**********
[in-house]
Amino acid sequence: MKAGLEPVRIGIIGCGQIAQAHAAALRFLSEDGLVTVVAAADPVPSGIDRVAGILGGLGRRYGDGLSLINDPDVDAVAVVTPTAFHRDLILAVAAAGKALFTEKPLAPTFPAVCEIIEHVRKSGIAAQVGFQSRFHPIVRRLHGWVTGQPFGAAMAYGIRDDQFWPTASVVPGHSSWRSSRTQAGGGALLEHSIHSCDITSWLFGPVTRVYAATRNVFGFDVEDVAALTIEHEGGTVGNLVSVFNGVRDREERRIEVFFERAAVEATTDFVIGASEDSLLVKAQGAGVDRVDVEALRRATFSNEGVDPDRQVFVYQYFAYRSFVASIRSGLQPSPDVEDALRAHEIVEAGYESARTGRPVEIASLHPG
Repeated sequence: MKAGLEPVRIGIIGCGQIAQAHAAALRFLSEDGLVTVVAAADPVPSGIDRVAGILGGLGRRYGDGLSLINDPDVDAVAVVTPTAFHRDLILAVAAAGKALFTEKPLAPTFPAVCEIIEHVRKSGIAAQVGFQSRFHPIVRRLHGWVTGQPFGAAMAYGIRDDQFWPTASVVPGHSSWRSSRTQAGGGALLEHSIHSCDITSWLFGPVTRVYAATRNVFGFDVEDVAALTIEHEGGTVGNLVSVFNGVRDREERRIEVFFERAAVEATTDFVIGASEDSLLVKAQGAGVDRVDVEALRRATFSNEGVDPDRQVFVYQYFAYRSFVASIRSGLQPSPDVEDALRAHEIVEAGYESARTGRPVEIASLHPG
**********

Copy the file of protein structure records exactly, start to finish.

[in-house]
Amino acid sequence: MKAGLEPVRIGIIGCGQIAQAHAAALRFLSEDGLVTVVAAADPVPSGIDRVAGILGGLGRRYGDGLSLINDPDVDAVAVVTPTAFHRDLILAVAAAGKALFTEKPLAPTFPAVCEIIEHVRKSGIAAQVGFQSRFHPIVRRLHGWVTGQPFGAAMAYGIRDDQFWPTASVVPGHSSWRSSRTQAGGGALLEHSIHSCDITSWLFGPVTRVYAATRNVFGFDVEDVAALTIEHEGGTVGNLVSVFNGVRDREERRIEVFFERAAVEATTDFVIGASEDSLLVKAQGAGVDRVDVEALRRATFSNEGVDPDRQVFVYQYFAYRSFVASIRSGLQPSPDVEDALRAHEIVEAGYESARTGRPVEIASLHPG
Repeated sequence: MKAGLEPVRIGIIGCGQIAQAHAAALRFLSEDGLVTVVAAADPVPSGIDRVAGILGGLGRRYGDGLSLINDPDVDAVAVVTPTAFHRDLILAVAAAGKALFTEKPLAPTFPAVCEIIEHVRKSGIAAQVGFQSRFHPIVRRLHGWVTGQPFGAAMAYGIRDDQFWPTASVVPGHSSWRSSRTQAGGGALLEHSIHSCDITSWLFGPVTRVYAATRNVFGFDVEDVAALTIEHEGGTVGNLVSVFNGVRDREERRIEVFFERAAVEATTDFVIGASEDSLLVKAQGAGVDRVDVEALRRATFSNEGVDPDRQVFVYQYFAYRSFVASIRSGLQPSPDVEDALRAHEIVEAGYESARTGRPVEIASLHPG